This week, the art of Inuk artist Dayle Kubluitok wins her the Nunavut directory cover, the Qikiqtaalummi Science Fair Association asks for help, and Apex youth petition Iqaluit city council for a rink of their own.
Four Corners graces new phone directory
The 2019/2020 Northwestel directory features the work of Inuk artist Dayle Kubluitok, who won the cover art contest the telephone company stages each year.
“I basically do all my art on my phone. At the time, I was waiting for a cab at the bank, so I sketched out the landscape on my phone. The northern lights were out, and I just started off with the lamppost because I thought it looked really neat. Later that night I decided to finish it while hanging out with my friends,” stated Kubluitok, who is originally from Rankin Inlet.
The young artist attended art school at Centennial College in Toronto but returned to Nunavut due to the high cost of education, stated a news release. Kubluitok, who now lives in the capital, is seeing her art career take off – she’s receiving commission requests – and she just starting her new job as a graphic designer at Nunavut Arctic College.
“After I posted Four Corners to Facebook, it kinda blew up. Then when I found I won, I was overwhelmed. I feel really confident now and I’ve been doing more and more art. I started getting requests for graphic design and illustration and I did some back covers of magazines. It’s all been hard work, but I’m happy where I’m at right now,” said Kubluitok.
Kubluitok also takes home $3000.
“With more than 30 years worth of beautiful Northern artwork adorning the covers of Northwestel directories, it is hard to stand out in the crowd, but Four Corners does,” stated Northwestel president Curtis Shaw.
“Dayle’s digital rendering of this well-known Iqaluit location shows how the next generation of Northern artists can use new technology to effectively capture our unique northern landscape. Northwestel is proud to share Dayle’s artwork with everyone in Nunavut and to help support her development as a professional artist,” .
Team revives Qikiqtaaluk regional science fair, and needs help
The Baffin region has been without a science fair for 20 years, but a team has formed and is now raising funds to hold one this year.
Ten thousand dollars needs to be raised to send three regional finalist students from grades 7 to 12, and chaperones, to the national Canada-Wide Science Fair scheduled for May 11 to 17 in Fredericton, NB.
“Our main goal for this year is to get three students to the Canada-Wide Science Fair. The path of least resistance, and most economical since we have no money, is by hosting a virtual fair,” said Inuksuk High School teacher Steve Penney, who with Iqaluit’s Tara Vandeveer and Rick Armstrong and Clyde River’s Wayne Robinson and Rohan Hollingsworth now make up the Qikiqtaalummi Science Fair Association.
“All schools in the Qikiqtaaluk Region are invited to participate. We won’t know exact numbers of participants until all submissions are received on March 22. Each school, Grade 7 to 12, is permitted to submit three science fair projects to the regional fair.”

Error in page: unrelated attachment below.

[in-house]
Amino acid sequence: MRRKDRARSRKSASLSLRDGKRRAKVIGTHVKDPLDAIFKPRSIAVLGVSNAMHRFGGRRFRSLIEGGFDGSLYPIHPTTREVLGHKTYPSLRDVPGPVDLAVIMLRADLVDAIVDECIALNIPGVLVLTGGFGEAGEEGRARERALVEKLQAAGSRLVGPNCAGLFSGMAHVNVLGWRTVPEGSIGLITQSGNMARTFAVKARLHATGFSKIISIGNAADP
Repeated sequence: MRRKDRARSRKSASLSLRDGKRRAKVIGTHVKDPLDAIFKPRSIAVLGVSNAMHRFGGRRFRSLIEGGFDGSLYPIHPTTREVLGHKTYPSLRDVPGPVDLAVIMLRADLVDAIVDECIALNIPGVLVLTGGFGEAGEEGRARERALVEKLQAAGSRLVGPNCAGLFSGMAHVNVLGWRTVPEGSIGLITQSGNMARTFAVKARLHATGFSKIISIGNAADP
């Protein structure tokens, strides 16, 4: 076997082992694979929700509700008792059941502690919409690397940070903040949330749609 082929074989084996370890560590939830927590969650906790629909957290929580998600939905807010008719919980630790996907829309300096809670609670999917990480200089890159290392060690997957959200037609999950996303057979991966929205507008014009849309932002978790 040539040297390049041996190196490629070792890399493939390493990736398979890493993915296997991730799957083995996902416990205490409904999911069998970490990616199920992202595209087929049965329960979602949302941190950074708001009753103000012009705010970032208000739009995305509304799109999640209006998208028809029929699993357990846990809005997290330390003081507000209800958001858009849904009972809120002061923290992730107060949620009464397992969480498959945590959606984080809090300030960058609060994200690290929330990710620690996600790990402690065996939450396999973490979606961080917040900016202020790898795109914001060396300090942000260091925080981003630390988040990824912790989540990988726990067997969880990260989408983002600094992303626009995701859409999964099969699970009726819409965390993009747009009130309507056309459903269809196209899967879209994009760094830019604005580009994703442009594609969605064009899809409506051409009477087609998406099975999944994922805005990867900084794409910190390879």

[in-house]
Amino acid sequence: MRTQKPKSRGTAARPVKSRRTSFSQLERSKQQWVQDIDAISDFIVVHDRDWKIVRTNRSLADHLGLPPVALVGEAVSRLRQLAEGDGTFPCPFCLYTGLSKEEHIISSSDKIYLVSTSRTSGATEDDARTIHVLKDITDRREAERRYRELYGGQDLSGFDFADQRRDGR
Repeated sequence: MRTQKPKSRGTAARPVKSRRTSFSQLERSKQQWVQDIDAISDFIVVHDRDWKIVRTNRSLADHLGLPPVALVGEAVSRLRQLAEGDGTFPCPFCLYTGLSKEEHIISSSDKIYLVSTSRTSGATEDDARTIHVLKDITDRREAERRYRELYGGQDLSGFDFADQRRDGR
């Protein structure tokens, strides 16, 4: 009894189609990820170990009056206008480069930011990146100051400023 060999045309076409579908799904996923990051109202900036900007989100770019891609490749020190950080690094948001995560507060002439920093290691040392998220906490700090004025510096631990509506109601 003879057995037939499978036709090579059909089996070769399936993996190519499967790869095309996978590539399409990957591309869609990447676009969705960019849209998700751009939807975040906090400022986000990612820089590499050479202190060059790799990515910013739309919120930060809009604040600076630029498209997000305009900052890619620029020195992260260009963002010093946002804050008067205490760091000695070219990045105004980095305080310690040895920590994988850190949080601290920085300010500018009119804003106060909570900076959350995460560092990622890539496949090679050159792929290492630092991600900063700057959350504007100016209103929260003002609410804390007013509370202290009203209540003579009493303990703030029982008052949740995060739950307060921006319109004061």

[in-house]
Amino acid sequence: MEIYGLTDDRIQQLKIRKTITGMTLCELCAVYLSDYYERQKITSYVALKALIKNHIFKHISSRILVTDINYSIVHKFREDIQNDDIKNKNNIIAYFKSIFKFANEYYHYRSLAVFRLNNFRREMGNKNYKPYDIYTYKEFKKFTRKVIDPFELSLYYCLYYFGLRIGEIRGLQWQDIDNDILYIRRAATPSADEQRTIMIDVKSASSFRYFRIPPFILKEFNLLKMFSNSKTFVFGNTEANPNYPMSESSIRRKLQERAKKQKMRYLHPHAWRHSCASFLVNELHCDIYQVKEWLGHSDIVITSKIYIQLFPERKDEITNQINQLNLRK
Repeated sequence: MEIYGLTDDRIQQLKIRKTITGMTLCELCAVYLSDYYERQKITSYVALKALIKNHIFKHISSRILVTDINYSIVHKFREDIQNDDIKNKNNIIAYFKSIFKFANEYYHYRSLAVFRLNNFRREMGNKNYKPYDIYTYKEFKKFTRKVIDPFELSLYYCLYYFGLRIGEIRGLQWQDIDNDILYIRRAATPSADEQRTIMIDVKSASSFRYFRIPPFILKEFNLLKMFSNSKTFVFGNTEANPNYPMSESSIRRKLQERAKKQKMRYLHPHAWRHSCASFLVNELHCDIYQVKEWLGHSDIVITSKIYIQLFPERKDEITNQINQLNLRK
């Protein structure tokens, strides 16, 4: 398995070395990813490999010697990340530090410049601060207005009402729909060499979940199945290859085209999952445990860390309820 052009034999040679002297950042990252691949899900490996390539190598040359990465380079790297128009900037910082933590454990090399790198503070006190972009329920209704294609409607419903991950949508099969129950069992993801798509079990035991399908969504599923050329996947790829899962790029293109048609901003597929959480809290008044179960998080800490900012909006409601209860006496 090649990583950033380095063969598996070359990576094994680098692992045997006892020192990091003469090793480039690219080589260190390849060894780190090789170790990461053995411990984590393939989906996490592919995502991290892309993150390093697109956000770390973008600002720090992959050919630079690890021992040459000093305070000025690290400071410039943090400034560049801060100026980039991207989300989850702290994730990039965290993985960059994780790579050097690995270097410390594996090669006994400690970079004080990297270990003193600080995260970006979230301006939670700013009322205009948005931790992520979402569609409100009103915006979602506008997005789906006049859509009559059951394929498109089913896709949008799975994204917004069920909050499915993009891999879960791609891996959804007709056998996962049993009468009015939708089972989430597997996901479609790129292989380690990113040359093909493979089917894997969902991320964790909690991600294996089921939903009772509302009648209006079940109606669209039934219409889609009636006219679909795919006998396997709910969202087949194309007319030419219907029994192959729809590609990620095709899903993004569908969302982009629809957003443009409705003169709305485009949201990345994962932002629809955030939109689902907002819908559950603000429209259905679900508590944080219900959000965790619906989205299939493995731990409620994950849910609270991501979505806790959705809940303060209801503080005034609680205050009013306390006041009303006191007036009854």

Students and teachers interested in submitting projects should contact the science-fair team at email@example.com
For those wanting to donate to make this opportunity possible for science-minded youth of the region, donations are being accepted at the group’s Go Fund Me page.
Penney says $10,000 is the minimum amount the team needs to send participants to the national fair.
“If we raise anything more than that, we may be able to get team jackets or save for next year to build some stability in our association,” he said.
“If we end up getting major funding contributions, we may be able to start hosting a physical regional fair in the future whereby all participants travel to the host community to spend a weekend at a science fair event where they will not only compete in the science fair but also participate in a series of workshops for learning about science through hands-on experiences. This is the model currently used in the Kivalliq region via Kivalliq Science Educators Community.”
Apex youth win over Iqaluit city council — and it’s skate time
Thirteen Apex youth appeared before the City of Iqaluit’s recreation committee March 11 to request an outdoor rink of their own, and on March 12 council approved their request.
“I was happy for town kids when I saw the rink at Nakasuk School, but I wanted to see if Apex kids could get the same recreation opportunities. We asked, they listened, we’re getting a rink. We’re happy,” said mom Kerry McCluskey.
The youth took turn reading from a letter they’d drafted, outlining their rationale.
“We want to skate in Apex,” they said in a letter, signed by each of them.
“It would be fun to walk to the playground to go skating. It would give us something to do when we are bored. If we had a skating rink and could go skating we would not get into trouble.”
As part of their argument, the youth suggested they’d be able to go skating with the school since the school wouldn’t have to foot the bill for a school bus to take them to Iqaluit.
They also suggested they would be healthier for it, their skating skills would improve, and for those who don’t know how to skate the rink would offer the opportunity to learn.
“In Apex we have no recreation facilities,” they stated. “We think it is unfair that you built one in Iqaluit and we don’t have one. We would like this to be changed and you to build us an outdoor rink.”
Coun. Kyle Sheppard says the kids made a well-prepared and passionate presentation to the recreation committee, which then recommended to council that the rink be built in Apex.
“Given the lack of nearby recreation opportunities and limited cost involved, council approved the creation of a rink in Apex this year. It’s always encouraging seeing kids get involved in this process,” Sheppard said.